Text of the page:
[1] Juan de Castellanos (1522-1607): Spanish poet and chronicler of the conquest of New Granada (now Colombia) in which he took part.

[2] Four centuries: Curiously, Martí exaggerates the period of “free practice” in the United States by locating the nation’s origins at the moment of Columbus’s discovery of the Americas in 1492, rather than with the first European settlements on the east coast of North America in the early 1600s (less than three centuries before 1891 when this manifesto is written).  He also exaggerates the duration of the French monarchy, which began not at the death of Christ but with the establishment of the Kingdom of the Franks in 486, fourteen centuries earlier and not nineteen, as he states. Perhaps the temporal exaggerations are intended to parody the exaggerated authority conceded to U.S. and French ideas against which Martí protests.

[3] Emmanuel Joseph Sieyès (1748-1836): Clergyman, author of the manifesto What is the Third Estate? (1789), and leading figure in the French Revolution, who went on to become one of the central instigators of Napoleon’s 1799 coup d’état.

[4] Civilization and barbarity: Allusion to a key 1845 work by Domingo Faustino Sarmiento titled Facundo o civilización y barbarie en las pampas argentinas. In it, Sarmiento, Argentina’s president from 1868 to 1874, used a regional caudillo or strongman, Juan Facundo Quiroga, as an example of barbaric forms of government sprung up in the areas beyond the civilization of the capital cities.

[5] A priest: Miguel Hidalgo y Costilla (1778-1850), who launched Mexico’s war of independence from Spain in 1810.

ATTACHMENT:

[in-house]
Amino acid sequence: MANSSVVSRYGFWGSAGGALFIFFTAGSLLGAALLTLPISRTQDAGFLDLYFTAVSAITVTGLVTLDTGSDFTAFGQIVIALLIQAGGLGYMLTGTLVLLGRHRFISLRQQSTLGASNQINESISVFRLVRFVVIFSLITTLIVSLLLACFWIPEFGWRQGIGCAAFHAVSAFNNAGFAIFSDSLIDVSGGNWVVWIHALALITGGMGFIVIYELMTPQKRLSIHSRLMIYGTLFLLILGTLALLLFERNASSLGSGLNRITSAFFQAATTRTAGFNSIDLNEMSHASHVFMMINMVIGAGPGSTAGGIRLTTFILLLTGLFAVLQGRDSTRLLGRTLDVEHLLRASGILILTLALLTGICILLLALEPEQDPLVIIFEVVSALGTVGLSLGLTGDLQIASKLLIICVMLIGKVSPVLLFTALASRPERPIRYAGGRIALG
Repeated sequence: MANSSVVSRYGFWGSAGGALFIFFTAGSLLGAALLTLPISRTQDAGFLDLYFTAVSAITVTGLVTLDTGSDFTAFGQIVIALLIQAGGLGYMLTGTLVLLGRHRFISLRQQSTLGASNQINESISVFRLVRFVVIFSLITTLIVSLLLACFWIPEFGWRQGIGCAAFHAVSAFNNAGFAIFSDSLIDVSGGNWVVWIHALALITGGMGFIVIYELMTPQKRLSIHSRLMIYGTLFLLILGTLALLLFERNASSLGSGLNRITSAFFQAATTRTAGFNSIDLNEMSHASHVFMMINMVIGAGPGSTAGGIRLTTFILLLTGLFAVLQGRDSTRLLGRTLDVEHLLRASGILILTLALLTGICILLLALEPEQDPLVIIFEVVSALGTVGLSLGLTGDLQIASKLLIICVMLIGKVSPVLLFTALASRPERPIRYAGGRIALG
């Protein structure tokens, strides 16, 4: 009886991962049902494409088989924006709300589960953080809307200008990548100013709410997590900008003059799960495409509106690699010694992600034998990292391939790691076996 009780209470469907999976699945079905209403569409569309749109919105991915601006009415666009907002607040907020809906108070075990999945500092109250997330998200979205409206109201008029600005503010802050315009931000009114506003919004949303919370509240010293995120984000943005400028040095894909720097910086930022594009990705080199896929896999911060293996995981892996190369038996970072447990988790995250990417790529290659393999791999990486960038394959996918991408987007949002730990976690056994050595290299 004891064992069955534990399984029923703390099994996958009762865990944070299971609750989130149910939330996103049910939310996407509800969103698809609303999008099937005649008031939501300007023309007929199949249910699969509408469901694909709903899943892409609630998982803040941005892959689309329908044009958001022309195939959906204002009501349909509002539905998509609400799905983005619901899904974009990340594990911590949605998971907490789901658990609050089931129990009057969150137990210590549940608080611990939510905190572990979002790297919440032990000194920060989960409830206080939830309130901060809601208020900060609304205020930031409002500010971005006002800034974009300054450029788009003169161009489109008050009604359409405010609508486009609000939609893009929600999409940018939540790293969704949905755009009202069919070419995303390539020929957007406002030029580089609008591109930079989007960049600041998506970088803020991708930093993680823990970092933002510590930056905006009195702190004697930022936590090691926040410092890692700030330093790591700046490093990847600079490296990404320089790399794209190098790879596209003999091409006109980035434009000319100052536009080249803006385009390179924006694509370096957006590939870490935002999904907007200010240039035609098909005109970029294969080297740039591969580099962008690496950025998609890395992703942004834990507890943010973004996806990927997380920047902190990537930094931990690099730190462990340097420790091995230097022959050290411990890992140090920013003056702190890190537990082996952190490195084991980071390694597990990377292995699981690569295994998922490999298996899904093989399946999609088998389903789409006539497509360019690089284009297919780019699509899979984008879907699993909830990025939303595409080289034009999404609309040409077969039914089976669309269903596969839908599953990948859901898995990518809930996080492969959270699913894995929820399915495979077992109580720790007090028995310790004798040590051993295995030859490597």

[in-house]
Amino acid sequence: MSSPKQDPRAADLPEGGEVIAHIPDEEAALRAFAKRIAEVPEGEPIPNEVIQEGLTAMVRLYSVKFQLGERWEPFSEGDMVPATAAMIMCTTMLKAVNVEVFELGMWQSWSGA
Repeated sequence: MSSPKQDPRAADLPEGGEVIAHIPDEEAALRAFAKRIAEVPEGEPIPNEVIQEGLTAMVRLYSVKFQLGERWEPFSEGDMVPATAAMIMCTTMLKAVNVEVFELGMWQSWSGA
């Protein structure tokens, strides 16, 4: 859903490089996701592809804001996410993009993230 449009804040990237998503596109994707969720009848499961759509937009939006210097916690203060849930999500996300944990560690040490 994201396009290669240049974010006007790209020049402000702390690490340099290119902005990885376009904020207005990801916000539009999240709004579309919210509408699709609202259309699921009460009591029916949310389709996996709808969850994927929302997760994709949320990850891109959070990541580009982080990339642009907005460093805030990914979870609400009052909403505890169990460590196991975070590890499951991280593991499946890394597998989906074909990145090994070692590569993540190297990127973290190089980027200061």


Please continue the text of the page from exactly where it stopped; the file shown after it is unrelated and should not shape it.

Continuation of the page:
[6] A woman: Josefa Ortíz de Domínguez (1773-1829), also known as la corregidora because she was the wife of Miguel Domínguez, corregidor  or chief magistrate of the northern Mexican town of Guanajuato. She worked with Miguel Hidalgo (See Note 5) to organize and promote Mexico’s independence insurgency.

[7] Spanish cleric: José María Castillo (1785-1848), who promoted Central American unity, as well as education and equality in Guatemala.

[8] Two heroes clashed: General José de San Martín (1778-1850), leader of the revolution against Spanish colonial rule in the Southern Cone, and General Simón Bolívar (1783-1830) who led the revolution in the upper regions of the South American continent. The clash occurred at the famous Guayaquil interview (1822), after which San Martín ceded command of all his forces to Bolívar and left for France, never to return.

[9] Bernardino Rivadivia (1780-1845): Argentine politician who defended the Spanish colony against English invaders and subsequently fought Spain for its independence. Elected as the first president of the United Provinces of Río de la Plata in 1826, he was forced to resign by the caudillo Juan Facundo Quiroga (see Note 4 above), and went into exile in Spain.